NASA to launch weather-climate satellite Friday
WASHINGTON — The US space agency is preparing to launch a satellite Friday that will send back data on climate and weather to better help forecasters predict major storms and other changes in the environment.
The $1.5 billion National Polar-orbiting Operational Environmental Satellite System Preparatory Project (NPP) is expected to launch at 5:48 am (0948 GMT).
The weather at Vandenberg Air Force Base in California “remains flawless, calling for a 100 percent chance of acceptable conditions at launch time,” NASA said.
NASA scientists described the SUV-sized satellite as the first to provide observations for both short term weather forecasters and long term climate researchers.
“In short, NPP is better observations for better predictions to make better decisions,” NPP project scientist Jim Gleason said during a briefing with reporters on Wednesday.
The satellite will carry five instruments to study temperature and water in the atmosphere, how clouds and aerosols affect temperature, and how plants on land and in the ocean respond to environmental changes.
The satellite is one of 14 Earth observation missions currently being managed by NASA. Project managers said they hope it will operate for about five years.
“NPP will provide improved information to forecasters and emergency managers to better warn and prepare the public for severe weather events,” said Mitch Goldberg, chief of the satellite meteorology and climatology division of the National Oceanic and Atmospheric Administration.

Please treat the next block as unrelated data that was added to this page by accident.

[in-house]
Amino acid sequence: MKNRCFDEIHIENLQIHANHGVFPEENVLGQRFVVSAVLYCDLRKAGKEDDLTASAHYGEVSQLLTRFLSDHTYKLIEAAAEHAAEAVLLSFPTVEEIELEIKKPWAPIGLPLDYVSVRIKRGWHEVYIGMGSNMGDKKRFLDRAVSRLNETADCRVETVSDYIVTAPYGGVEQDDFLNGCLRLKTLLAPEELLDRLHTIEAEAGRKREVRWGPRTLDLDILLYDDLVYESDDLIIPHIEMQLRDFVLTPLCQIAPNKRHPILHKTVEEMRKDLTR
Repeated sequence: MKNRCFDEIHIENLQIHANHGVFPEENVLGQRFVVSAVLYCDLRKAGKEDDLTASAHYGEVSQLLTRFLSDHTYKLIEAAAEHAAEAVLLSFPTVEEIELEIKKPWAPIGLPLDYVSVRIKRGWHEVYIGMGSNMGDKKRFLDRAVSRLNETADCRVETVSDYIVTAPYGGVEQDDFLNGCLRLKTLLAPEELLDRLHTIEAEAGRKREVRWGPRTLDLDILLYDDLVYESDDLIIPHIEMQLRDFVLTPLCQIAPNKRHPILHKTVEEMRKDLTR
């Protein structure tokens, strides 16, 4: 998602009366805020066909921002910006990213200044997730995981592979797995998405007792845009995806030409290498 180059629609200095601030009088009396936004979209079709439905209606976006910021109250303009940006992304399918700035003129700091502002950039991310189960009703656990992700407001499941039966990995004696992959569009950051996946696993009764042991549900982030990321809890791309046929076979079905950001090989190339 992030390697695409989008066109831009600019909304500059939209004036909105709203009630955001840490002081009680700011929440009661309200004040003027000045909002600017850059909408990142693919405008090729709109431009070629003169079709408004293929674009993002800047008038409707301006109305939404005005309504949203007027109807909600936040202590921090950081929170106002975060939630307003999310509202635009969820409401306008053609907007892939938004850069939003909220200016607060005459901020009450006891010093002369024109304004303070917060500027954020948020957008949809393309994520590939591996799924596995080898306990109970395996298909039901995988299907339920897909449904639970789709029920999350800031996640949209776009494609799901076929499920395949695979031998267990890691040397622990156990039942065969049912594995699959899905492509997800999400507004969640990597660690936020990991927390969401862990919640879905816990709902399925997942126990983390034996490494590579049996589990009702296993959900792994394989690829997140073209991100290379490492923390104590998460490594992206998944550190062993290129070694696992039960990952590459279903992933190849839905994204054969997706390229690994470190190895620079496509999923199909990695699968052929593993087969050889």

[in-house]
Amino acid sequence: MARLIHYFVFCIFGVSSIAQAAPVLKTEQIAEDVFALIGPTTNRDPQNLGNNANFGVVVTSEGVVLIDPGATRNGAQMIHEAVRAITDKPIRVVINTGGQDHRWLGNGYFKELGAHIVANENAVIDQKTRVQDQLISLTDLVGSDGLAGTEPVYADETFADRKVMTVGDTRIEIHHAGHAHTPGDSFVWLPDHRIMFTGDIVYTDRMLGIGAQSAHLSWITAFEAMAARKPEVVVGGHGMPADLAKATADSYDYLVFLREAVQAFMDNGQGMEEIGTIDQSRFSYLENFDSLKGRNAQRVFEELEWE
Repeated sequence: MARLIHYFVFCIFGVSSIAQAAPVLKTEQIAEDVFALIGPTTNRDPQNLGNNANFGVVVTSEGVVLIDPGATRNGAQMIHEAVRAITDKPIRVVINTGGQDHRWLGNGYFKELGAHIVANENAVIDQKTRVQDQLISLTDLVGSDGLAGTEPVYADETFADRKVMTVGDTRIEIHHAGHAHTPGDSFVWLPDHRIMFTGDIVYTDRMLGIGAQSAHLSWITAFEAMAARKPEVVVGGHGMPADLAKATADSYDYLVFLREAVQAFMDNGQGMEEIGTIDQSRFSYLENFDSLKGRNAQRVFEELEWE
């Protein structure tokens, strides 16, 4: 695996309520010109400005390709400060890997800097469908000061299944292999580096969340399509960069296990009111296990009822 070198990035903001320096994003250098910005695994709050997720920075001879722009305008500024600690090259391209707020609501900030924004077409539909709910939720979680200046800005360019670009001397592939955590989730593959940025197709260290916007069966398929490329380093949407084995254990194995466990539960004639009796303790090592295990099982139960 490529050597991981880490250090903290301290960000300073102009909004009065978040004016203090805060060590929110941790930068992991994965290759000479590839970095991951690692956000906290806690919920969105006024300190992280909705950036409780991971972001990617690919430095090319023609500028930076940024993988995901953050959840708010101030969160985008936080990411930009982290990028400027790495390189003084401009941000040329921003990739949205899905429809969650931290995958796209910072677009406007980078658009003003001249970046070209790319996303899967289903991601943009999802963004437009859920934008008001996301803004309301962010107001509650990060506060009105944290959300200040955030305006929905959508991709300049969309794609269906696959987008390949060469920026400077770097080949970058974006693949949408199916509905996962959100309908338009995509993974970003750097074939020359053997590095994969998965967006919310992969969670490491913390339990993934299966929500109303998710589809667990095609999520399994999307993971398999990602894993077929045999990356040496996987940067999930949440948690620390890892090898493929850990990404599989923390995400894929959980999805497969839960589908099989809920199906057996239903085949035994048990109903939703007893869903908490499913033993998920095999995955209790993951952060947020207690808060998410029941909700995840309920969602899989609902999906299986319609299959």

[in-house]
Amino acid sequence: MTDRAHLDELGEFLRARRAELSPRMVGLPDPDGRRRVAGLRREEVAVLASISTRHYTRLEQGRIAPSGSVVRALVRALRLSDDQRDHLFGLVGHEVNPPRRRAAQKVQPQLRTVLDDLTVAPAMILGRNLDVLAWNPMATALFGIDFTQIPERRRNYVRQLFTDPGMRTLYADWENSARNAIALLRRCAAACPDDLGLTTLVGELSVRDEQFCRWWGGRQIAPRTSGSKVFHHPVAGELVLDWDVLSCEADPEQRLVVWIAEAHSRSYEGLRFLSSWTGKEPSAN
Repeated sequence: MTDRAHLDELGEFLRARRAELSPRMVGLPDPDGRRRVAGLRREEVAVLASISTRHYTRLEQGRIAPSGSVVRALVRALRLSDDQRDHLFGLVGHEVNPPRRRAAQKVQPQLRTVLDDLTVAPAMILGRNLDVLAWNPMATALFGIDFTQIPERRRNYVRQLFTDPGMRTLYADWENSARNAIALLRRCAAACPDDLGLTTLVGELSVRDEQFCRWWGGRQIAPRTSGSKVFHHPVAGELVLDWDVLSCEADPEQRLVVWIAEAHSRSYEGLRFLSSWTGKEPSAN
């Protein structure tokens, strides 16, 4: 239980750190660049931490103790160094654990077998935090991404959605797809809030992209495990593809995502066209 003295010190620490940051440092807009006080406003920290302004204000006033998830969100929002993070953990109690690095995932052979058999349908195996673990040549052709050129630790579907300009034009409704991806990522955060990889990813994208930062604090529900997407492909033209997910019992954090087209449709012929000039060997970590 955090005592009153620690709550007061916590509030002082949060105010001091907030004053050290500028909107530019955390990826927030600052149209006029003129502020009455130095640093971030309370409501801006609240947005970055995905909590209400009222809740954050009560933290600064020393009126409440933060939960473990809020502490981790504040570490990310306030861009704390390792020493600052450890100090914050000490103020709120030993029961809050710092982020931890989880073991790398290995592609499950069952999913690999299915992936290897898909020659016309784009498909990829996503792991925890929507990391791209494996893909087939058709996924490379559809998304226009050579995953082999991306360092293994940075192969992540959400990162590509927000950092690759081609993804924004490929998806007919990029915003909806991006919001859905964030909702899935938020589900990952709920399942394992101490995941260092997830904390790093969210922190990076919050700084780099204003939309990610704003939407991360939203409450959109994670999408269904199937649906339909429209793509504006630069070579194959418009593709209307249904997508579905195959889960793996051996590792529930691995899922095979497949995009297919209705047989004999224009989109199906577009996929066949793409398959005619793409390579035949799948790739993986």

“We expect to improve our forecast skills out to five to seven days in advance of extreme weather events, including hurricanes.”
Since NPP will circle the Earth at a height of 512 miles (820 kilometers) and will be in a polar orbit, it will help fill in data gaps left by European weather observatories, NOAA scientist Louis Uccellini said earlier this month.
He said the satellite was carrying infrared and microwave instruments that are “basically equivalent to a slight improvement over what we are using with the European satellites.”
The European Space Agency last year launched CryoSat-2, the third so-called “Earth Explorer” satellite put into orbit by the agency in just over a year.
The Gravity field and Ocean Circulation Explorer mission launched in March 2009, and the Soil Moisture and Ocean Salinity mission followed in November.
All three missions are designed to study the effect of human activity on Earth’s natural processes.